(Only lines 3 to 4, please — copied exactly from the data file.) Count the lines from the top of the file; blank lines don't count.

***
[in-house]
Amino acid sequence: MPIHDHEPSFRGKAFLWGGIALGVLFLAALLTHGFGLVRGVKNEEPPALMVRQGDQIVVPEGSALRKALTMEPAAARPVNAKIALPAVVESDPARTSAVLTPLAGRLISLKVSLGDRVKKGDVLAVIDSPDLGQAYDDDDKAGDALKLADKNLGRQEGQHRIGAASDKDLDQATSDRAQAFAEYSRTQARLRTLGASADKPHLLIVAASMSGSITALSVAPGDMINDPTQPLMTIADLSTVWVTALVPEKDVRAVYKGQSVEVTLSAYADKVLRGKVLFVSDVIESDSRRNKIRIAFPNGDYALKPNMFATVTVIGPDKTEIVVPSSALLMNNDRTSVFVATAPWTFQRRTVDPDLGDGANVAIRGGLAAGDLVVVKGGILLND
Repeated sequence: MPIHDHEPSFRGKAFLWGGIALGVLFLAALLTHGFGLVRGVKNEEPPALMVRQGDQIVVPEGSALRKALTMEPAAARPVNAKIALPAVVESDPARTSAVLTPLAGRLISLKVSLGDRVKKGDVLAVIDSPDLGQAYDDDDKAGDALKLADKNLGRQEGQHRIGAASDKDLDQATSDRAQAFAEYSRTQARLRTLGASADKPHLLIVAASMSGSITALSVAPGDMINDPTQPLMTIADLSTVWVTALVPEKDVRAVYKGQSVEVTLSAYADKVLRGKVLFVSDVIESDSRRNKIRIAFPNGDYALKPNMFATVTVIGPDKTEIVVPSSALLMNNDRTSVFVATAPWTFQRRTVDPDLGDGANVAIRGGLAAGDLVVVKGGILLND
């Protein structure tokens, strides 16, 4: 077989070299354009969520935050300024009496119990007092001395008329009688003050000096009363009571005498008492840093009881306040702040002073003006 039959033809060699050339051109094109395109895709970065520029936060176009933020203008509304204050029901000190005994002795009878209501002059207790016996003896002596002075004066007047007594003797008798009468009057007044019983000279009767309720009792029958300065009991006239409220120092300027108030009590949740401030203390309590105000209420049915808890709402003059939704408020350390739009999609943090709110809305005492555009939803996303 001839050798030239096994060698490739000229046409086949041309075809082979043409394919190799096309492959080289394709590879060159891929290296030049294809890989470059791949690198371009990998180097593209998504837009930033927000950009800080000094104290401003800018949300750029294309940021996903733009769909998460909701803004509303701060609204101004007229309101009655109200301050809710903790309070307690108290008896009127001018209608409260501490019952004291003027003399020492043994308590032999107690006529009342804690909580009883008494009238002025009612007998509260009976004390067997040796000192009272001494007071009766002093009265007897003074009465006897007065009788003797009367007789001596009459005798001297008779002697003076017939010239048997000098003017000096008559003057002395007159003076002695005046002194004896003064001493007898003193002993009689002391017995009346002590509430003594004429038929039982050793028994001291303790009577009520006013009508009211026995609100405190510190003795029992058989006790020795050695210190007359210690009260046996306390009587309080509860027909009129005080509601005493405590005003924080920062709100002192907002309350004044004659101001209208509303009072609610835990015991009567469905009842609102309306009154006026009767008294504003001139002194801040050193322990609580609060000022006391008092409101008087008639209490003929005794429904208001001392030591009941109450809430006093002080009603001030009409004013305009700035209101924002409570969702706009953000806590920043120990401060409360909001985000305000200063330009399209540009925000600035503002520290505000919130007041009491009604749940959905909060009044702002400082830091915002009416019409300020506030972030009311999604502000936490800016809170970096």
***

Repeated sequence: MPIHDHEPSFRGKAFLWGGIALGVLFLAALLTHGFGLVRGVKNEEPPALMVRQGDQIVVPEGSALRKALTMEPAAARPVNAKIALPAVVESDPARTSAVLTPLAGRLISLKVSLGDRVKKGDVLAVIDSPDLGQAYDDDDKAGDALKLADKNLGRQEGQHRIGAASDKDLDQATSDRAQAFAEYSRTQARLRTLGASADKPHLLIVAASMSGSITALSVAPGDMINDPTQPLMTIADLSTVWVTALVPEKDVRAVYKGQSVEVTLSAYADKVLRGKVLFVSDVIESDSRRNKIRIAFPNGDYALKPNMFATVTVIGPDKTEIVVPSSALLMNNDRTSVFVATAPWTFQRRTVDPDLGDGANVAIRGGLAAGDLVVVKGGILLND
């Protein structure tokens, strides 16, 4: 077989070299354009969520935050300024009496119990007092001395008329009688003050000096009363009571005498008492840093009881306040702040002073003006 039959033809060699050339051109094109395109895709970065520029936060176009933020203008509304204050029901000190005994002795009878209501002059207790016996003896002596002075004066007047007594003797008798009468009057007044019983000279009767309720009792029958300065009991006239409220120092300027108030009590949740401030203390309590105000209420049915808890709402003059939704408020350390739009999609943090709110809305005492555009939803996303 001839050798030239096994060698490739000229046409086949041309075809082979043409394919190799096309492959080289394709590879060159891929290296030049294809890989470059791949690198371009990998180097593209998504837009930033927000950009800080000094104290401003800018949300750029294309940021996903733009769909998460909701803004509303701060609204101004007229309101009655109200301050809710903790309070307690108290008896009127001018209608409260501490019952004291003027003399020492043994308590032999107690006529009342804690909580009883008494009238002025009612007998509260009976004390067997040796000192009272001494007071009766002093009265007897003074009465006897007065009788003797009367007789001596009459005798001297008779002697003076017939010239048997000098003017000096008559003057002395007159003076002695005046002194004896003064001493007898003193002993009689002391017995009346002590509430003594004429038929039982050793028994001291303790009577009520006013009508009211026995609100405190510190003795029992058989006790020795050695210190007359210690009260046996306390009587309080509860027909009129005080509601005493405590005003924080920062709100002192907002309350004044004659101001209208509303009072609610835990015991009567469905009842609102309306009154006026009767008294504003001139002194801040050193322990609580609060000022006391008092409101008087008639209490003929005794429904208001001392030591009941109450809430006093002080009603001030009409004013305009700035209101924002409570969702706009953000806590920043120990401060409360909001985000305000200063330009399209540009925000600035503002520290505000919130007041009491009604749940959905909060009044702002400082830091915002009416019409300020506030972030009311999604502000936490800016809170970096």